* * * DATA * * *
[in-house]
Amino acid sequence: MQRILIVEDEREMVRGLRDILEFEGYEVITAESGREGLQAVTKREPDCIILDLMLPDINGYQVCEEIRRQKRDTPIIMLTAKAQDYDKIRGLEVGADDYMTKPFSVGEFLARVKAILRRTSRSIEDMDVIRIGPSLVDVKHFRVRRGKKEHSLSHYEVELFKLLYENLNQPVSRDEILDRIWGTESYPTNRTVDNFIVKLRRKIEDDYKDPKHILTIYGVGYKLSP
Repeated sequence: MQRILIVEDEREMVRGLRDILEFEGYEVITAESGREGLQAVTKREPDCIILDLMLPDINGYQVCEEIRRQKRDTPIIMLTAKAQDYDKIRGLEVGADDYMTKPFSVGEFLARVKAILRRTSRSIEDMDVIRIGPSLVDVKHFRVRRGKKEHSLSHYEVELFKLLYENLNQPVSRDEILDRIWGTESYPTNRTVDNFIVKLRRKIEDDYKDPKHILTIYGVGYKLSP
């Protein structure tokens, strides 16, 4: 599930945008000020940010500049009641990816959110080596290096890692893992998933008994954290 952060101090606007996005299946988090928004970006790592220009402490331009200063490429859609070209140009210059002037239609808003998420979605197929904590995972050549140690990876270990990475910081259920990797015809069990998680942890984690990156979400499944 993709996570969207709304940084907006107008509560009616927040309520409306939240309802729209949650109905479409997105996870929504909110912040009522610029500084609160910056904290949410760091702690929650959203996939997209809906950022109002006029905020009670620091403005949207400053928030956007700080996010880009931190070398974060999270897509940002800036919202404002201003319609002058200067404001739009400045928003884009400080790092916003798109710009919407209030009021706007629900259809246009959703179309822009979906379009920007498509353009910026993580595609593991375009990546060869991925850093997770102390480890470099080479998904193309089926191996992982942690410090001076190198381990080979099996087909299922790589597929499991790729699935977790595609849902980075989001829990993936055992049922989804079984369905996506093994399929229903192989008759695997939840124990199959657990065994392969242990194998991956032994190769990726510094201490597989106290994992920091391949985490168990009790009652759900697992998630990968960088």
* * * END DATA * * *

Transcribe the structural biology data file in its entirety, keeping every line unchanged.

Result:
[in-house]
Amino acid sequence: MQRILIVEDEREMVRGLRDILEFEGYEVITAESGREGLQAVTKREPDCIILDLMLPDINGYQVCEEIRRQKRDTPIIMLTAKAQDYDKIRGLEVGADDYMTKPFSVGEFLARVKAILRRTSRSIEDMDVIRIGPSLVDVKHFRVRRGKKEHSLSHYEVELFKLLYENLNQPVSRDEILDRIWGTESYPTNRTVDNFIVKLRRKIEDDYKDPKHILTIYGVGYKLSP
Repeated sequence: MQRILIVEDEREMVRGLRDILEFEGYEVITAESGREGLQAVTKREPDCIILDLMLPDINGYQVCEEIRRQKRDTPIIMLTAKAQDYDKIRGLEVGADDYMTKPFSVGEFLARVKAILRRTSRSIEDMDVIRIGPSLVDVKHFRVRRGKKEHSLSHYEVELFKLLYENLNQPVSRDEILDRIWGTESYPTNRTVDNFIVKLRRKIEDDYKDPKHILTIYGVGYKLSP
């Protein structure tokens, strides 16, 4: 599930945008000020940010500049009641990816959110080596290096890692893992998933008994954290 952060101090606007996005299946988090928004970006790592220009402490331009200063490429859609070209140009210059002037239609808003998420979605197929904590995972050549140690990876270990990475910081259920990797015809069990998680942890984690990156979400499944 993709996570969207709304940084907006107008509560009616927040309520409306939240309802729209949650109905479409997105996870929504909110912040009522610029500084609160910056904290949410760091702690929650959203996939997209809906950022109002006029905020009670620091403005949207400053928030956007700080996010880009931190070398974060999270897509940002800036919202404002201003319609002058200067404001739009400045928003884009400080790092916003798109710009919407209030009021706007629900259809246009959703179309822009979906379009920007498509353009910026993580595609593991375009990546060869991925850093997770102390480890470099080479998904193309089926191996992982942690410090001076190198381990080979099996087909299922790589597929499991790729699935977790595609849902980075989001829990993936055992049922989804079984369905996506093994399929229903192989008759695997939840124990199959657990065994392969242990194998991956032994190769990726510094201490597989106290994992920091391949985490168990009790009652759900697992998630990968960088």